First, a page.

This often leads to a contractor starting a job on day one, then not returning until day three or four to finish. This wait time either artificially extends the number of days it takes to complete a job or requires the next activity to begin before the prior activity is finished. That in turn breeds even more errors and delays in your construction project.

Extra days to account for expected punch lists and callbacks must be purged from the build schedule too. Use QC checklists on the jobsite to eliminate punch lists and reduce the overall number of days it takes to complete the job.

Standardized inspections performed by crew leaders and Superintendents should stop callbacks. This will keep the schedule moving and ensure quality building at the same time.

Finally, jobsite waste slows down construction as much as anything else.

A cluttered jobsite can create serious safety risks and affect working conditions. Require the project to be cleaned-up and swept at the end of every day.

Excess lumber, block, drywall and just trash in general make a statement about priorities and respect. (And that doesn’t even include the amount of money wasted in thrown-away materials.)

If subcontractors don’t respect the jobsite, they won’t respect the schedule either. Keep the jobsite clean and the schedule moving.

 

4. Use the QC System as a Communications Tool.

The QC System is more than just quality control; it’s also a powerful communication tool that will improve cycle time and help you meet deadlines.

In addition to monitoring phase completion, its tools can distribute best practices across job sites and communities. Through checklists and inspections, the Builder can ensure work is being performed correctly and to standard on every jobsite.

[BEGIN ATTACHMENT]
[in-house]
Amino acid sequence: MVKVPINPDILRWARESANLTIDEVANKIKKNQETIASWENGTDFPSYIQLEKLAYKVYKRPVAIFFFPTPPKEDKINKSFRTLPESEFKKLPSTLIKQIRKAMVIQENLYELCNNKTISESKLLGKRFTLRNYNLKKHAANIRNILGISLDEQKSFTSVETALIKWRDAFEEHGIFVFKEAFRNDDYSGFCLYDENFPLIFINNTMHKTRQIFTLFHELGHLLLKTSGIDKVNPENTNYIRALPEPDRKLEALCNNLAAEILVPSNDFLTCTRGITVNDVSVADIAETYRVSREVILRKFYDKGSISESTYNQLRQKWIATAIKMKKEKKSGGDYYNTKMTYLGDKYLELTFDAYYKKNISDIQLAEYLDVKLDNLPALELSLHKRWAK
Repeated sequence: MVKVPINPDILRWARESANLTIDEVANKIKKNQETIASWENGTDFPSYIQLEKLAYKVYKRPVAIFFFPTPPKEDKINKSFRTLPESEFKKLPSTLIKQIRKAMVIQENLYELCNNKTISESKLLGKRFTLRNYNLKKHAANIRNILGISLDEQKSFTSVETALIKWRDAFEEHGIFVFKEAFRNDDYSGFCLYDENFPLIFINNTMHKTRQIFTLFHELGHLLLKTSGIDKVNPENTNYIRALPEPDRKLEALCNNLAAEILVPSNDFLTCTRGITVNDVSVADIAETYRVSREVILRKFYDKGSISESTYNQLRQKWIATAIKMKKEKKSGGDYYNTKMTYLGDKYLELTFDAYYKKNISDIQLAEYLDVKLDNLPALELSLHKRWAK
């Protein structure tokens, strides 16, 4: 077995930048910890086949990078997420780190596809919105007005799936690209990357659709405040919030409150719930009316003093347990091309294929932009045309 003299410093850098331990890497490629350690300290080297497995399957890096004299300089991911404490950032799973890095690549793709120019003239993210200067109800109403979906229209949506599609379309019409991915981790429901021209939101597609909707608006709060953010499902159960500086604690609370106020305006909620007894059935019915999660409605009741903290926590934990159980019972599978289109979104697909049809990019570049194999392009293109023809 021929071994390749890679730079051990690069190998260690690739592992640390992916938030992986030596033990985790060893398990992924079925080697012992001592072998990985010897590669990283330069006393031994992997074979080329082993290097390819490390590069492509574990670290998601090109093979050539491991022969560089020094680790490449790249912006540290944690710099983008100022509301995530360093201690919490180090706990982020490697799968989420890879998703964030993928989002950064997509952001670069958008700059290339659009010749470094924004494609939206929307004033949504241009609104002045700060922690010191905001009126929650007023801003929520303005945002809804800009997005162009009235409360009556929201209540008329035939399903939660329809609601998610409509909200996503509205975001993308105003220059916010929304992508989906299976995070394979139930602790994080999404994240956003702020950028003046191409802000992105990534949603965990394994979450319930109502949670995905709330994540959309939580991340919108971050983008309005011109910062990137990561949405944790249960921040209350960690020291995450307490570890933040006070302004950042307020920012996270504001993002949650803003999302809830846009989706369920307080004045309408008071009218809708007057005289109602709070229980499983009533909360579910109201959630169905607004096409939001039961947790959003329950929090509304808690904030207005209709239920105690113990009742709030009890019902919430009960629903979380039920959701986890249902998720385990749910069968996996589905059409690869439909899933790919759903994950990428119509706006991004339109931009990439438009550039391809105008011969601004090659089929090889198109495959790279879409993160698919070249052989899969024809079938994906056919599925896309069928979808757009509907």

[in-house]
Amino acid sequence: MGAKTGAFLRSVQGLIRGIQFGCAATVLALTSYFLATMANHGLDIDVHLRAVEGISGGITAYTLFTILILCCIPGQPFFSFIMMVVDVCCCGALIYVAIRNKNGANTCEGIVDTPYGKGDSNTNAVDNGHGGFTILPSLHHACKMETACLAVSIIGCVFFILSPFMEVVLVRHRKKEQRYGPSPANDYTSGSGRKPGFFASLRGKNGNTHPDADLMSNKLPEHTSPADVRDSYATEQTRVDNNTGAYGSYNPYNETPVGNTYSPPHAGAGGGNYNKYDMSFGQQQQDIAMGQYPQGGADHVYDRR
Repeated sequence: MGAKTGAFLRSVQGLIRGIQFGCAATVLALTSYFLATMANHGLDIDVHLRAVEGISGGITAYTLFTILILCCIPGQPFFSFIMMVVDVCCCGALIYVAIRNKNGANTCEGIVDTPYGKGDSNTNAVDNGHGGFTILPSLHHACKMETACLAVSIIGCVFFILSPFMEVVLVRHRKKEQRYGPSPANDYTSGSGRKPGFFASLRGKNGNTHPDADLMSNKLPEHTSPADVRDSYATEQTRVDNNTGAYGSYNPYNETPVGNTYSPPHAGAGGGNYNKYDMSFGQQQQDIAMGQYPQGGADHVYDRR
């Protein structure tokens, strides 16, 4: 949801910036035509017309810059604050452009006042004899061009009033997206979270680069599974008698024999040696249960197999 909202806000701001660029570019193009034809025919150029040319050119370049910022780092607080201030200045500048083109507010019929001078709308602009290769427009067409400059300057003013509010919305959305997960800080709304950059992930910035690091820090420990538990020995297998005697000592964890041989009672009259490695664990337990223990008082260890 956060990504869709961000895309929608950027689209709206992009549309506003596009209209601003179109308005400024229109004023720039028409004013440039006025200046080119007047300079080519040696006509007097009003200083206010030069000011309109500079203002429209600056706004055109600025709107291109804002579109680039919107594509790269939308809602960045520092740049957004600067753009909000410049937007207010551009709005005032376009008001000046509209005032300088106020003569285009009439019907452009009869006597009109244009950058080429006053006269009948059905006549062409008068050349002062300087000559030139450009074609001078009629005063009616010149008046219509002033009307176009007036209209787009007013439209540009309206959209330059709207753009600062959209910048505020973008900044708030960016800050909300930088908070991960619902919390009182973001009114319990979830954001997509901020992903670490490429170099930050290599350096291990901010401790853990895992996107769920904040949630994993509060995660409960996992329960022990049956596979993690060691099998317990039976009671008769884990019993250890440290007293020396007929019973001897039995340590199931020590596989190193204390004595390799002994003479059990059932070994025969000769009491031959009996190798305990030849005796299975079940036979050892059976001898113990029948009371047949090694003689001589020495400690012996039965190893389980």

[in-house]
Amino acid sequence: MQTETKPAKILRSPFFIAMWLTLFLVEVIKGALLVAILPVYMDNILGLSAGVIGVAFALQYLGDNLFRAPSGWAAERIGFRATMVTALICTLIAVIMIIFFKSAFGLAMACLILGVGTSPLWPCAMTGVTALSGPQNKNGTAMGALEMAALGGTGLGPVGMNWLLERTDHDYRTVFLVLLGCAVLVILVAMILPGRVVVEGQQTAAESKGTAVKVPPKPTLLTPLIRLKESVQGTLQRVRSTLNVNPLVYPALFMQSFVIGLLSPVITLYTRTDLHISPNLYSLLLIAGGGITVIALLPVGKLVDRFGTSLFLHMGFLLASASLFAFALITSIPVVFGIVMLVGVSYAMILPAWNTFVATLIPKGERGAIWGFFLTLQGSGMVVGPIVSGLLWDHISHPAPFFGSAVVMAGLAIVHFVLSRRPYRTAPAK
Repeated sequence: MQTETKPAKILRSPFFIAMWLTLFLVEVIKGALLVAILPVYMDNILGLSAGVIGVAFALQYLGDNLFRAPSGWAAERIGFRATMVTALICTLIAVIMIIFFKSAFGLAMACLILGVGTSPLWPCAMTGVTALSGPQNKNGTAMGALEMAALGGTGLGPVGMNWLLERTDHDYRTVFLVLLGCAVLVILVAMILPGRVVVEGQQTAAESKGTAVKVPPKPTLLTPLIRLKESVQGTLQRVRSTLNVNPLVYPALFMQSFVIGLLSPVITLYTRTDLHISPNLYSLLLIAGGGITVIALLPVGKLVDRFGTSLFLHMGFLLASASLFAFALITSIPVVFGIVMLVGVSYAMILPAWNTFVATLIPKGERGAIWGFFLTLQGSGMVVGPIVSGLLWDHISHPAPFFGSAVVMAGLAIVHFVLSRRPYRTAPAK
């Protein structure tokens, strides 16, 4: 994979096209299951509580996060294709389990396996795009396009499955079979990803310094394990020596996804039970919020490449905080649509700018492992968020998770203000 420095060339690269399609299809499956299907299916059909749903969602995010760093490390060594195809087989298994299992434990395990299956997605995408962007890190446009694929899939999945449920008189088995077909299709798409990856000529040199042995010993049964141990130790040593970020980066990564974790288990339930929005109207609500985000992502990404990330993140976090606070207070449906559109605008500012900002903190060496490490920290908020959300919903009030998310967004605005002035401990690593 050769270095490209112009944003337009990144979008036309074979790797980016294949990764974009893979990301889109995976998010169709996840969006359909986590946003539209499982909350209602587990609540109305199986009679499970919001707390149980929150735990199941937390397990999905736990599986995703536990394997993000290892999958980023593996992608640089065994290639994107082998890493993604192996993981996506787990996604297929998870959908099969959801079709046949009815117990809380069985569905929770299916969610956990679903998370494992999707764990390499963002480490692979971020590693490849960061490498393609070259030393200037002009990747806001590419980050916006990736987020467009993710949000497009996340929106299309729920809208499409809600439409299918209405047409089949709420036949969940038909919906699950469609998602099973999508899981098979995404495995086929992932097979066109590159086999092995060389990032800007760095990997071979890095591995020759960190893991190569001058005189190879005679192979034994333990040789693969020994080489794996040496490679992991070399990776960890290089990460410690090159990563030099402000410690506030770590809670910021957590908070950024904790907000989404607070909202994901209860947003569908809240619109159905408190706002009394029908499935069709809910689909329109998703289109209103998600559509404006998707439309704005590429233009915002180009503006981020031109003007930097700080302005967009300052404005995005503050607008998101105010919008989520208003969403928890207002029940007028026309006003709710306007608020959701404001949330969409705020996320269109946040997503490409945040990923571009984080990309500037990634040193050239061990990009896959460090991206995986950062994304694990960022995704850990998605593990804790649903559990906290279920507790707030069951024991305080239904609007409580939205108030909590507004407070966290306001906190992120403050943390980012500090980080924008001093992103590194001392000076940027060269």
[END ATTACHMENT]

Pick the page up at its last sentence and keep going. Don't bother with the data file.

Clarity about your expectations are brought to a whole new level when reference pictures and details are can be viewed right from the checklist.  

Checklists are also an open two-way line for the subcontractor and Superintendent to create Hot Spots, or areas that need extra attention. This can include right and wrong ways of performing to work to preferred materials and installation practices to a heads-up about plan errors.

The QC Program is also a platform for field to management and field to back-office communication. Through a sophisticated reporting system, those plan errors can be immediately sent to the architect for revision.

The Purchasing Department can review material delays and defects and, in return, make smarter buying decisions. Scheduling can identify which Subcontractors (or even which crews) are meeting expectations and continue providing them with jobs over less dependable crews.

 

5. Solicit ideas for improvement from the field.

The Project Building Team is just that—a team. And the people in the field (Superintendents, Subcontractors, Project Managers, and even Customers) see problems and opportunities that a single person often misses.

So, ask the Construction Team for ideas to reduce cycle time. They inherently want a shorter build time to get to their closing bonus quicker. Ask the Subcontractor how to make their job move faster and more efficient.

They naturally want to get in and out of the house and on to the next job as quickly as possible. Often times, they have ideas and are just waiting for the chance to speak-up.

While there will always be something out there to create delays in the construction process, the Builder can at least reduce those obstacles to out-of-the-norm anomalies.

There’s no excuse for recurring problems to create the same delays over and over again.

Conclusion

The construction life cycle is a critical factor to consider and understand when contracting out or managing construction projects.

Longer construction cycle times may lead to higher costs and reduced profits.